Many forms of color vision recognition abnormalities are present in the population, with most having a genetic origin. Very few individuals are truly color blind, but instead, individuals who are considered color blind see a disrupted range of colors. The most common forms are protanopia and deuteranopia, conditions arising from loss of function of one of the cones, leading to dichromic vision. Protanopia is the loss of L cones (red) resulting in green-blue vision only. Deuteranopia is the loss of M cones (green) resulting in red-blue vision only. Both are X-linked alleles, therefore almost exclusively occurring in males, occurring with a prevalence of 1%. Loss of S cones does rarely occur in 0.01% of males and females. In these cases, one of the cones does not function, and one of the others is expressed instead in its place.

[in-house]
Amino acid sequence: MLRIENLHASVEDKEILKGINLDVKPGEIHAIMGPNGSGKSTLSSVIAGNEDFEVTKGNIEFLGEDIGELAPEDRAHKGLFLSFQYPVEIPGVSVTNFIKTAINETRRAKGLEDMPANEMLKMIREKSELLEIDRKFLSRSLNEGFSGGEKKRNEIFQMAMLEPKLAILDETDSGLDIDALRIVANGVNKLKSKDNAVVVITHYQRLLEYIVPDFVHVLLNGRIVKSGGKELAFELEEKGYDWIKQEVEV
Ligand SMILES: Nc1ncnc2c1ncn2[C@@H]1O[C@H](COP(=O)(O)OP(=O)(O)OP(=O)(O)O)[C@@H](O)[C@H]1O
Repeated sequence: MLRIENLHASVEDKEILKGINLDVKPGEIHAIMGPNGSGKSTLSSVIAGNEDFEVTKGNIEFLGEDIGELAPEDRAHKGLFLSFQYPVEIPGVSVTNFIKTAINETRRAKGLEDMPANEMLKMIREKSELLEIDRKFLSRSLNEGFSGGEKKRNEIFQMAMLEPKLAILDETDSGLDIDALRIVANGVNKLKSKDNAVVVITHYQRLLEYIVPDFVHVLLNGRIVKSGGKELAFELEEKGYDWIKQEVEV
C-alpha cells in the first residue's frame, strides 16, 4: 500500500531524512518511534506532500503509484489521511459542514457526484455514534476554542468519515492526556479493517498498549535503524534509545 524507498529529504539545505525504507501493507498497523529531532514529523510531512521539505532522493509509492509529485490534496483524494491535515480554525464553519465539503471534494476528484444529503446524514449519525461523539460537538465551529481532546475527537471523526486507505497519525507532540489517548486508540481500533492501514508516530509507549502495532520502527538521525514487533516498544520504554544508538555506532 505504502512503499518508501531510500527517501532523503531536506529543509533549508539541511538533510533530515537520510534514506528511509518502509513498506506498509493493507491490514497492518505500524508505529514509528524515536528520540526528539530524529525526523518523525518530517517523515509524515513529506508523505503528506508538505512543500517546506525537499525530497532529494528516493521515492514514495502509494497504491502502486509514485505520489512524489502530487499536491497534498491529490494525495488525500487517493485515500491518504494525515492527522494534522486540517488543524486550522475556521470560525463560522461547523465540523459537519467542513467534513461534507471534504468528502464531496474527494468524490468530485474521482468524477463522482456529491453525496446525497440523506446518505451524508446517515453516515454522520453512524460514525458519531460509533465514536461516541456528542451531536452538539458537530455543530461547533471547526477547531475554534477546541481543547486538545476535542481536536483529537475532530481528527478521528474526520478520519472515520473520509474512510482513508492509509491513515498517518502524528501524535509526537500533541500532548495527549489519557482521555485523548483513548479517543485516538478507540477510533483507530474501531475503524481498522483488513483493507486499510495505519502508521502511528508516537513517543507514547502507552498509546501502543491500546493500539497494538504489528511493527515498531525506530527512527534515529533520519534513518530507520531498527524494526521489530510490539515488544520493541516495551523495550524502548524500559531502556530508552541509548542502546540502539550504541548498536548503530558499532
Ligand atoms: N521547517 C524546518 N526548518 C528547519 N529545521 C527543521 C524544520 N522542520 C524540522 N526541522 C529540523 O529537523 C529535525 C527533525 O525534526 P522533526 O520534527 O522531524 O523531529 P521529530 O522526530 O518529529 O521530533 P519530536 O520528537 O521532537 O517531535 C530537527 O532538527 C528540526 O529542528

Similar to above, but not as severe in its symptoms, is the condition called “anomalous trichromatic vision” (tritanomaly), in which all three cones are present but color vision is aberrant. The two common forms of color blindness, protanomaly and deuteranomaly, result in loss of L or M cones, respectively, and the lost cones are replaced with cones of intermediate spectral tuning. Both are X-linked and occur in 7% of males.[16]

Diseases affecting color vision but not affecting cones  

In addition to disorders of proper color recognition, many diseases in vision display phototransduction defects that affect many portions of the signal pathway and its regulation. Here, not only is color vision function decreased, but monochromatic vision is worsened as well.

1. Congenital Stationary Night Blindness (CSNB)